1591, Netherlands. Beautiful Copper "Rejected Spanish Peace Offer" Medal. VF+
Mint Year: 1591 Mint Place: Dordrecht Reference: Dugniolle 3288. Condition: Lightly deformed, otherwise VF+ Denomination: Medal - Offers of Peace through the Envoys of the Holy Roman Emperor, Rejected by the Dutch Republic. Material: Copper Diameter: 29mm Weight: 5.73gm
Obverse: Ambassadors try to enter an enclosure where Hollandia sleeps, whilst Spanish soldiers attack. Legend: . PAX . PATET . INSIDIIS . Exergue: . 15 * 91 .
Reverse: Hollandia and victorious soldiers within enclosure, the Spanish dead or fleeing. Legend: TVTA . SALVS . BELLO
The Dutch Revolt (1568–1648 was the revolt in the Low Countries against the rule of the Habsburg King Philip II of Spain, hereditary ruler of the provinces. The northern provinces (Netherlands) eventually separated from the southern provinces (present-day Belgium and Luxembourg), which continued under Habsburg Spain until 1714. The northern provinces adopted Calvinism whereas the southern provinces became wholly Catholic again due to the expulsion of Protestants and the efforts of the Counter-Reformation.
The religious "clash of cultures" built up gradually but inexorably into outbursts of violence against the perceived repression of the Habsburg Crown. These tensions led to the formation of the independent Dutch Republic, whose first leader was William the Silent (William of Orange), followed by several of his descendants and relations. This revolt was one of the first successful secessions in Europe, and led to one of the first European republics of the modern era, the United Provinces. Due to the nature of the conflict, the factions involved and changing alliances, modern day historians have put forward arguments that the Dutch Revolt was also a civil war.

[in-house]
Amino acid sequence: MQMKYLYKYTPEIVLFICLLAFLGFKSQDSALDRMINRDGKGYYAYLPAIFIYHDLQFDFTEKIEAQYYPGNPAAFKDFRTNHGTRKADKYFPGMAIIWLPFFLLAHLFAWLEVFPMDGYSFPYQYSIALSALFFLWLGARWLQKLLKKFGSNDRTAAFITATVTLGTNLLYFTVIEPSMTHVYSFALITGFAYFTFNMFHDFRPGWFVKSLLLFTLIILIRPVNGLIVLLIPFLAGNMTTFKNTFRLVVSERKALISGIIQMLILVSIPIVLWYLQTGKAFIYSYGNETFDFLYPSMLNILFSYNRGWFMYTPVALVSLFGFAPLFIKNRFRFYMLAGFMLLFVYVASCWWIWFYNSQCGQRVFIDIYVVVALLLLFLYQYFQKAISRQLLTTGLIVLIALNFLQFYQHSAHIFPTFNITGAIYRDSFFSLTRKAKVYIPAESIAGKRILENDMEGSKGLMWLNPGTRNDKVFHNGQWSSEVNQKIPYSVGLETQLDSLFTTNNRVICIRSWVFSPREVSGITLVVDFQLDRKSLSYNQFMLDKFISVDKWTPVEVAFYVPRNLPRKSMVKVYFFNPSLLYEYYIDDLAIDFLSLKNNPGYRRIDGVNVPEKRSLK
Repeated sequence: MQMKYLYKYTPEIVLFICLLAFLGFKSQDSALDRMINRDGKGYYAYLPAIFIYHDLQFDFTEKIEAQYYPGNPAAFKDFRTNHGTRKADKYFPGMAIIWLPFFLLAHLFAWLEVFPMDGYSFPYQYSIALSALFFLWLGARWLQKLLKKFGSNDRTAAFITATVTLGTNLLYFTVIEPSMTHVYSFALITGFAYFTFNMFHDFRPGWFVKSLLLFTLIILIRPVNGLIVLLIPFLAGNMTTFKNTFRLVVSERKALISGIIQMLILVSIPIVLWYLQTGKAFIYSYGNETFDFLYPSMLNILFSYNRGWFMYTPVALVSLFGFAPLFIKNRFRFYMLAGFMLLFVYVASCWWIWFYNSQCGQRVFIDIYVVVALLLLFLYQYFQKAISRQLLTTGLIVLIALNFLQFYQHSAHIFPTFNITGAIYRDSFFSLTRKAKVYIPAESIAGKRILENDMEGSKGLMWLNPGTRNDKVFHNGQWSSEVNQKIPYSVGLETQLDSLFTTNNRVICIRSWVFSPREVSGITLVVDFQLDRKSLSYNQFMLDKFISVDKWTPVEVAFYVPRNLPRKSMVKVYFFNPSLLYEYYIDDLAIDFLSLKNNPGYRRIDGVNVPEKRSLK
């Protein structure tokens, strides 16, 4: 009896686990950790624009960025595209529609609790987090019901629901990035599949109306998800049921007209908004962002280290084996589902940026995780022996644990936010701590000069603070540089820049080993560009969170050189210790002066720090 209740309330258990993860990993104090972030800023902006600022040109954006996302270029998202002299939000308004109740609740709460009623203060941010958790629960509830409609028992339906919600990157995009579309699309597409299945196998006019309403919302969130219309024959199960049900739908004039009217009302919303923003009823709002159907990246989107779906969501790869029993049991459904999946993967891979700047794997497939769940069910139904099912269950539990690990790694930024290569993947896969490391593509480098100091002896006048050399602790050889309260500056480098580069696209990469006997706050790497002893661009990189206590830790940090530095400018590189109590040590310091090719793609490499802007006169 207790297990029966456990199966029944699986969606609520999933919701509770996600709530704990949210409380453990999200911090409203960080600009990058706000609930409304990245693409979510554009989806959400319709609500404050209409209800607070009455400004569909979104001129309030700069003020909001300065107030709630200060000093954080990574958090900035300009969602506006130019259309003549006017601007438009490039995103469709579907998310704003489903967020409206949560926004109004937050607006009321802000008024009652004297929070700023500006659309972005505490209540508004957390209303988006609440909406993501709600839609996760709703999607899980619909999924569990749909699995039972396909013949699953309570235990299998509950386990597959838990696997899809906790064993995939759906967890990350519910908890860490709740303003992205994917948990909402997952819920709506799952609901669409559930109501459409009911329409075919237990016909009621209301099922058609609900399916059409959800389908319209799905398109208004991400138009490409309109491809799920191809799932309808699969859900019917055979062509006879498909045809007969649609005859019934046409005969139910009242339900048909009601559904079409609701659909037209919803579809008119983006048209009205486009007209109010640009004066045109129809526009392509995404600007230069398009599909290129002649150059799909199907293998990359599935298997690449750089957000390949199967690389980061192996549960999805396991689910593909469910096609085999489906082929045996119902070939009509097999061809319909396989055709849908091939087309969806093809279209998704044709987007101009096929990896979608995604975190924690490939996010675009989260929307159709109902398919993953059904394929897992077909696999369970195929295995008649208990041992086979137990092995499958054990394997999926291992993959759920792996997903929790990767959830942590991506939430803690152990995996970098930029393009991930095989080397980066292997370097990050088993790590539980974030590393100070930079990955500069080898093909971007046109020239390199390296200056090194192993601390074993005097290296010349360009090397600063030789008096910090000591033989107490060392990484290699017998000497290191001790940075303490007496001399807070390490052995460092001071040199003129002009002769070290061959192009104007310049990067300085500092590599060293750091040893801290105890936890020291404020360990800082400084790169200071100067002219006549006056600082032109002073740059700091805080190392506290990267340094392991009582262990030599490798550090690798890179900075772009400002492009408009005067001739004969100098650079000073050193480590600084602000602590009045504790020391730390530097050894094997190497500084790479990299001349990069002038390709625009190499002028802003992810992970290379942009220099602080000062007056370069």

King Philip was initially successful in suppressing the rebellion. In 1572, however, the rebels captured Brielle and the rebellion resurged. The northern provinces became independent, first in 1581 de facto, and in 1648 de jure. During the revolt, the United Provinces of the Netherlands, better known as the Dutch Republic, rapidly grew to become a world power through its merchant shipping and experienced a period of economic, scientific, and cultural growth. The Southern Netherlands (situated in modern-day: southern Netherlands, Belgium, Luxembourg and northern France) remained under Spanish rule. The continuous heavy-handed rule by the Habsburgs in the south caused many of its financial, intellectual, and cultural elite to flee north, contributing to the success of the Dutch Republic. The Dutch imposed a rigid blockade on the southern provinces that prevented Baltic grain from relieving famine in the southern towns, especially from 1587 to 1589. By the end of the war in 1648, large areas of the Southern Netherlands had been lost to France, which had, under the guidance of Cardinal Richelieu and Louis XIII of France, allied itself with the Dutch Republic in the 1630s against Spain
The first phase of the Eighty Years War can be considered the Dutch Revolt. The focus of the latter phase was to gain official recognition of the already de facto independence of the United Provinces. This phase coincided with the rise of the Dutch Republic as a major power and the founding of the Dutch Empire.